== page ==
Take Flight – Embrace the Seasonality of Your Business

On this 203rd episode of my Monday Morning Pep Talk, I'll cover a topic that is not talked about enough in the world of real estate brokerage and really doesn't fit specifically into one section of Take Flight. Because of that, I am going to discuss the seasonality of your business and how best to navigate it. We know that farmers plant in the spring and harvest in the fall, and that businesses have planting and harvesting seasons as well. Your real estate brokerage business has seasons and they differ by each market with some overall national similarities. The weather, local economies, travel and tourism and seasonal resident migration are all reasons that drive the seasonality of different hyper local markets. For your own mental well-being, you will need proper business planning and expectation-setting for your family/friends and clients for you to fully embrace and navigate the seasonality of your business. My hope is that you embrace it not disregard it. On this episode, I'll give you 7 areas of your life and business that you should consider:

  1. The "real estate year" is different than a calendar year. It starts October 1, not January 1. The one thing that the vast majority of markets have in common is that April, May, June, June and July make up the majority of months for real estate closings. That means that your clients will start entering the top of your sales funnel in October, November, December, January and February. Because of this, you need to wrap up your "real estate year" on September 30, paving the way for you to focus on your real estate sales cycle that resets each October 1. There are a lot of brokerages and brokers that encourage business planning in January, causing poor planning on many levels. The 12 Week Year model is a much better business planning model because it syncs more naturally with the seasonality of our business throughout the calendar year. Because of real estate brokerage's seasonality, doesn't it make more sense to business plan quarterly with a 3-year vision/goal as the focus? Re-listen to Take Flight Episode #185 "Plan Your Flight" for more on this topic and re-read 12 Week Year by Brian Moran for a refresher.
  2. Save your big, time-intensive projects and initiatives for Q3 and Q4 (your off season). On next week's episode, I will show you how to audit your business. After that audit, your big projects and initiatives will reveal themselves.
  3. During those Q1 and Q2 months of each year, your main focus should be "harvesting," with your quarterly goals and initiatives focused primarily on executing consistently what you built in the preceding Q3 and Q4 months.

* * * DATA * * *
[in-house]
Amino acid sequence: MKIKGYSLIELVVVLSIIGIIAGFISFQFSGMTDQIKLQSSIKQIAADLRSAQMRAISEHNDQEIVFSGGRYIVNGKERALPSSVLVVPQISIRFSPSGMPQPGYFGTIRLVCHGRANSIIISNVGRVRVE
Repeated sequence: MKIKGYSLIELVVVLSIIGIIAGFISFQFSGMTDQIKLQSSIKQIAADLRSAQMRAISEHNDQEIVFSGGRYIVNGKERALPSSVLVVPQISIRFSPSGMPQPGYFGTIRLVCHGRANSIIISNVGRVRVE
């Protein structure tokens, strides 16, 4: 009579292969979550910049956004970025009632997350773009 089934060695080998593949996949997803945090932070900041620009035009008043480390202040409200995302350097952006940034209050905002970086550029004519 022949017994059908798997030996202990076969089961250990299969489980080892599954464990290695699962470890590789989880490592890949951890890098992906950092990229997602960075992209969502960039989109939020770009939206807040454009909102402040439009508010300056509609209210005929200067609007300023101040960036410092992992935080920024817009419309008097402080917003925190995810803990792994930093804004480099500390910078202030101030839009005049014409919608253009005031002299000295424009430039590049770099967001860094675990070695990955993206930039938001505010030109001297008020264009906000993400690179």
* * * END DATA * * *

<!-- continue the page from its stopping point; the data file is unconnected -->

4. What are "No Fly Zones"? NFZs are those periods of time during the year when your clients are traditionally focused on family and their lives. They are usually the 2-3 weeks prior to the start of school in August and the last few weeks of December. During this time, you do not actively reach out to your Top 100 except for social media and other soft approaches. Note: personally, I find these weeks in August "slower" and harder to define than the last couple weeks of December.
  5. Re-define work: Showing properties, negotiating contracts and attending closings are all easy to define as "work.” Brokers/advisors have a hard time defining database management projects, lead generation tactics, and business planning as work. During those "slower times" of the year, redefine those crucial projects and tasks as "work" and you won't feel as "slow.”
  6. Preplan Vacations and Downtime Around Seasonality.  In February of 2022, I wrote an MMPT called "The Life Hack I Wish I Had Learned Earlier” (Episode #140) when I was on a short weekend trip to Key Biscayne, FL with my family. I intended for that call to be short but I started writing and kept writing. Revisit it here. It talks about how to pre-plan your travel strategically and timely. My battle cry is "Happy Agents Sell More Real Estate" so I have a lot of important thoughts on this topic.  Please, please, please take me seriously on the importance of scheduling time to decompress away from work. Front load your annual calendar with travel and downtime. Taking care of yourself doesn't mean you'll make less money. In fact, you'll be more successful in every category of your life, especially your health and relationships. In Chapter 14 of Buy Back Your Time, Dan Martell talks about how he pre loads his year. This is another book I highly recommend.
  7. Set a monthly personal budget. You need to have a plan to build up your operating accounts during the "harvest season" so you'll be financially secure during those months that don't see as many closings. As a good guide, you should have 6 months plus of operating expenses both in your business and in your personal accounts while making the goal to get to 12 months. There is so much stress created for brokers/advisors when proper planning in this area is not done regularly. If you have not read The Psychology of Money by Morgan Housel, put it next in your reading list queue.

Team, hopefully this was a helpful reminder to look at the seasonality of your business in your particular hyper local market and plan accordingly in all aspects of your life and business. Your family, friends and clients will thank you.